Dubai-headquartered port operator DP World has said it will slow down, but not stop, the pace of construction work on Terminal 4, whose original completion date was set for 2018. It will also delay the 1.5 million twenty-foot-equivalent-unit (TEU) capacity expansion for Terminal 3 until 2017.

While “construction work will not stop”, according to Sultan Ahmed bin Sulayem, DP World group chairman and CEO, he did not specify a new completion date for Terminal 4.

The local/UK Dutco Balfour Beatty and the Netherlands’ Bam International have been awarded civil construction contracts for the first phase of Terminal 4.

Dutco Balfour Beatty is developing an operational yard area with a quay length of 1,200 metres while Bam International Abu Dhabi is building a 400-metre bridge and adjacent causeways, in addition to the 2.2km quay wall with a depth of 18 metres, designed to accommodate the largest container vessels.

Bin Sulayem said the Jebel Ali port’s expansion strategy has to match the business environment. “We will be ready to react depending on market requirements,” the executive explained, indicating that slowing down the capacity build-up in Jebel Ali reflects slowing volumes.

Volumes in the UAE were down by 6 per cent, at 7.4 million TEUs during the first half of 2016, a trend the company has attributed to a reduction in lower margin cargo.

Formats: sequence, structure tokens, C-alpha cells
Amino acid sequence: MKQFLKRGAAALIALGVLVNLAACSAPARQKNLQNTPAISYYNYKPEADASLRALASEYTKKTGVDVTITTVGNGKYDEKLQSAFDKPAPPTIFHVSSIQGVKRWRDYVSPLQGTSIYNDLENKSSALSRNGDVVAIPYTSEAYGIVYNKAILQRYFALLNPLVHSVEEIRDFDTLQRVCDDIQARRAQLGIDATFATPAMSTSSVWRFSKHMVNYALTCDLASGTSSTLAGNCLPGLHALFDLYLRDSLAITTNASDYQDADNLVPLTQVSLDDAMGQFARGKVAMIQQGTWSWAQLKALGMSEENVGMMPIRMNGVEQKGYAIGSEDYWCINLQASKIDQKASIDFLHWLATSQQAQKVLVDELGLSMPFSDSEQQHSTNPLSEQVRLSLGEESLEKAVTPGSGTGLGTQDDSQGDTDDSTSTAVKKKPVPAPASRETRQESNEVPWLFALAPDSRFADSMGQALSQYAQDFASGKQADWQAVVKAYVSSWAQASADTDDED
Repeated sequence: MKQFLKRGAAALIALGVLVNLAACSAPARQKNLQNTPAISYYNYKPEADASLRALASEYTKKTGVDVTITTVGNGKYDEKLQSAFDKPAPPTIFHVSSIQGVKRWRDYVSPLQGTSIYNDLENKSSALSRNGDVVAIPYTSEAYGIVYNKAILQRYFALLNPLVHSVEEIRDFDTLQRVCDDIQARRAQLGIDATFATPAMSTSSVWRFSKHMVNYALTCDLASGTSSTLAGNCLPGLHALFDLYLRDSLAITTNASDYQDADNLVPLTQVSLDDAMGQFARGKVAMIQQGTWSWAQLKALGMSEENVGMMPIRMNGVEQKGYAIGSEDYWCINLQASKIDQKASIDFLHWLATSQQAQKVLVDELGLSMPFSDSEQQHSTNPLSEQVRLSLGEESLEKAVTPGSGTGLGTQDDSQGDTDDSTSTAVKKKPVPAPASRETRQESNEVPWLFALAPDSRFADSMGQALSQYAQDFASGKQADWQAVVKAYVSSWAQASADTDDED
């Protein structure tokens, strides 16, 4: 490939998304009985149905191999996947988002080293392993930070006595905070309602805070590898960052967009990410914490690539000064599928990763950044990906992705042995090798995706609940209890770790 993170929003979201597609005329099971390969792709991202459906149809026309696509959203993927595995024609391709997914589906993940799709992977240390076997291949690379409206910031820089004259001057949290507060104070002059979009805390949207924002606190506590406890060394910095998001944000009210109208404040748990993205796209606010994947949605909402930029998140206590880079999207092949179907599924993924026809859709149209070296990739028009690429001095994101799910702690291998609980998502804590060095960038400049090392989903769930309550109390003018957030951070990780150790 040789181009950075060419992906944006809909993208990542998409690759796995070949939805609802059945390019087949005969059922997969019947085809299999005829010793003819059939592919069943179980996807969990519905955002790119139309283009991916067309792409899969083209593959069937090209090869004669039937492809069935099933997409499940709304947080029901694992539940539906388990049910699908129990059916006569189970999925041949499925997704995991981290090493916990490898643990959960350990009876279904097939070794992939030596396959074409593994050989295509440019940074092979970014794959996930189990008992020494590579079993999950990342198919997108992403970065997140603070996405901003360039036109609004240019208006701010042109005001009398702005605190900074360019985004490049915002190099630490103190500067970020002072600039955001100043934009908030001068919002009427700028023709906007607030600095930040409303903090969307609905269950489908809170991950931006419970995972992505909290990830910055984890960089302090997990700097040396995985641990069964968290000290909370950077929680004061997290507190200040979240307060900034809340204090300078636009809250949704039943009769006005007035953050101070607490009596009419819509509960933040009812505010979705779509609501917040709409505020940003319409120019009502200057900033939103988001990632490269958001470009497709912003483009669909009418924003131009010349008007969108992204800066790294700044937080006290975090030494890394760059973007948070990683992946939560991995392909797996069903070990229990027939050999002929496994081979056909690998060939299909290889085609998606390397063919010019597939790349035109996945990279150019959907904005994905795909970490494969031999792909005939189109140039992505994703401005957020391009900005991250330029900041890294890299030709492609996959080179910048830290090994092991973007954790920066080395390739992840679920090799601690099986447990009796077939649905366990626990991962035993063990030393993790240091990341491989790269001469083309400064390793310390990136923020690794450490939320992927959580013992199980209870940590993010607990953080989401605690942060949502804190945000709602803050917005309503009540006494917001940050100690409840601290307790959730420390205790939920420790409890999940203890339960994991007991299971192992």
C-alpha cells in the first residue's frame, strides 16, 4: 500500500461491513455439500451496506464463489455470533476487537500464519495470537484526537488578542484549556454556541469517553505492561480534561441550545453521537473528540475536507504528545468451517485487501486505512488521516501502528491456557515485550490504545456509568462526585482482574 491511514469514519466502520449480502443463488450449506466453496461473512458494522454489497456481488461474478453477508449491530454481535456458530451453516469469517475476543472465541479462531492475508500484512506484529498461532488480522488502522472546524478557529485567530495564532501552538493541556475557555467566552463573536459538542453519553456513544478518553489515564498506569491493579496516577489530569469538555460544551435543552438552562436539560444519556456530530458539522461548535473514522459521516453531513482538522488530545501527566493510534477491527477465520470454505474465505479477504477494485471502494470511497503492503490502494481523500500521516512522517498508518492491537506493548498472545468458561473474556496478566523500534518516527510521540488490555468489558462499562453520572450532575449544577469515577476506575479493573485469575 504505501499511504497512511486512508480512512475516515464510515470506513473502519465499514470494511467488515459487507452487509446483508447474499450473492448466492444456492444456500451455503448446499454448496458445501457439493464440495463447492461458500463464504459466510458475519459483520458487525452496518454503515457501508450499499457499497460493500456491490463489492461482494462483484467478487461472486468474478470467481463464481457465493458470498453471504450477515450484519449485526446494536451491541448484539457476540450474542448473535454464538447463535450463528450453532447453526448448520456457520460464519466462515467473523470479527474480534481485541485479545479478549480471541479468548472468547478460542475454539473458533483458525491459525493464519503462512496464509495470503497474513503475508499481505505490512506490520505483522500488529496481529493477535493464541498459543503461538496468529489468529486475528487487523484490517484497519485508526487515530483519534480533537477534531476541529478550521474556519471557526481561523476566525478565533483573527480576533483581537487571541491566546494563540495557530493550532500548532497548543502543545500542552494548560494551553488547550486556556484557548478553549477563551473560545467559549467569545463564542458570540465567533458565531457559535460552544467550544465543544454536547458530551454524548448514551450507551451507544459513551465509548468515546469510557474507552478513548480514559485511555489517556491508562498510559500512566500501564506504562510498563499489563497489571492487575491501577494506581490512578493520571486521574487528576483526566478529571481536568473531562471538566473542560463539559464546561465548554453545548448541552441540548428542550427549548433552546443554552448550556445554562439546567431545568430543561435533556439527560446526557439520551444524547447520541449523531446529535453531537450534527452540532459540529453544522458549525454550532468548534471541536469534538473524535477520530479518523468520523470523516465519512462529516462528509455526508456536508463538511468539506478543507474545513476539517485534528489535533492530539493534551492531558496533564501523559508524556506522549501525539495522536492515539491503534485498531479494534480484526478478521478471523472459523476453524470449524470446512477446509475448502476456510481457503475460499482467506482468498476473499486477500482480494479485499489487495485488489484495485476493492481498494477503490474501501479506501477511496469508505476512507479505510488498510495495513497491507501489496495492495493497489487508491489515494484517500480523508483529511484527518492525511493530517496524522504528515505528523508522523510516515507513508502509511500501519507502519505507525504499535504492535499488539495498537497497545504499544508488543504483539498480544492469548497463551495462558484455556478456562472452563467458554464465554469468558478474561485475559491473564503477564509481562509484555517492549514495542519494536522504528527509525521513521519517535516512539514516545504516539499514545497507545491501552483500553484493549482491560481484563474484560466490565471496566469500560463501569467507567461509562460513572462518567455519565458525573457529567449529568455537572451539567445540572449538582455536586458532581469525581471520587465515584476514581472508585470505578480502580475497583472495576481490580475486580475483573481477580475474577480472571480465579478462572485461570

Growth for the rest of the Middle East, Europe and Africa region, outside the UAE, however, has continued to outperform, mainly driven by the ramp-up at the London Gateway, DP World said.

Overall, the port operator’s earnings and revenues for the first half of 2016 grew 50 per cent and 10.2 per cent, respectively, compared with the same period in 2015.

Bin Sulayem said the company is confident it will meet its full-year target despite a challenging market environment and slowing global trade.

Terminal 4 is being built on a reclaimed island north of Jebel Ali Port’s existing Terminal 2, and is designed to have a capacity of 3 million TEUs. It will be connected to the mainland by a 3,000-metre causeway.